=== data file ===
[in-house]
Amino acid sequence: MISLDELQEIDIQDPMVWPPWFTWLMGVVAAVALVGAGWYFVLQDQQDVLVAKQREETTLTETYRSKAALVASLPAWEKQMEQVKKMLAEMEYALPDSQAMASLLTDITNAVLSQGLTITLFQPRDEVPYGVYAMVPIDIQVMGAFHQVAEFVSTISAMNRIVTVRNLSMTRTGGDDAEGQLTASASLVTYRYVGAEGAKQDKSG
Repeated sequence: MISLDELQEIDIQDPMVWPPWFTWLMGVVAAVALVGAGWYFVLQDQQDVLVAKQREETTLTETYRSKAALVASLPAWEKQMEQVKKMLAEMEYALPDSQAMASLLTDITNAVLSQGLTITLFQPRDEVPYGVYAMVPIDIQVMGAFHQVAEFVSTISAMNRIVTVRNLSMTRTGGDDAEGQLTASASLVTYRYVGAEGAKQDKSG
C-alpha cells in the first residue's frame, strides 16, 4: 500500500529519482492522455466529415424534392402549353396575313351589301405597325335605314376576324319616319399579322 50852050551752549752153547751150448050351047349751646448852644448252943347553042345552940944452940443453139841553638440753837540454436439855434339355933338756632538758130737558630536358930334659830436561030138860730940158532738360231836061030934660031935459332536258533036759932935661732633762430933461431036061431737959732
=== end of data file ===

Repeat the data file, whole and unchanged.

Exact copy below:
[in-house]
Amino acid sequence: MISLDELQEIDIQDPMVWPPWFTWLMGVVAAVALVGAGWYFVLQDQQDVLVAKQREETTLTETYRSKAALVASLPAWEKQMEQVKKMLAEMEYALPDSQAMASLLTDITNAVLSQGLTITLFQPRDEVPYGVYAMVPIDIQVMGAFHQVAEFVSTISAMNRIVTVRNLSMTRTGGDDAEGQLTASASLVTYRYVGAEGAKQDKSG
Repeated sequence: MISLDELQEIDIQDPMVWPPWFTWLMGVVAAVALVGAGWYFVLQDQQDVLVAKQREETTLTETYRSKAALVASLPAWEKQMEQVKKMLAEMEYALPDSQAMASLLTDITNAVLSQGLTITLFQPRDEVPYGVYAMVPIDIQVMGAFHQVAEFVSTISAMNRIVTVRNLSMTRTGGDDAEGQLTASASLVTYRYVGAEGAKQDKSG
C-alpha cells in the first residue's frame, strides 16, 4: 500500500529519482492522455466529415424534392402549353396575313351589301405597325335605314376576324319616319399579322 50852050551752549752153547751150448050351047349751646448852644448252943347553042345552940944452940443453139841553638440753837540454436439855434339355933338756632538758130737558630536358930334659830436561030138860730940158532738360231836061030934660031935459332536258533036759932935661732633762430933461431036061431737959732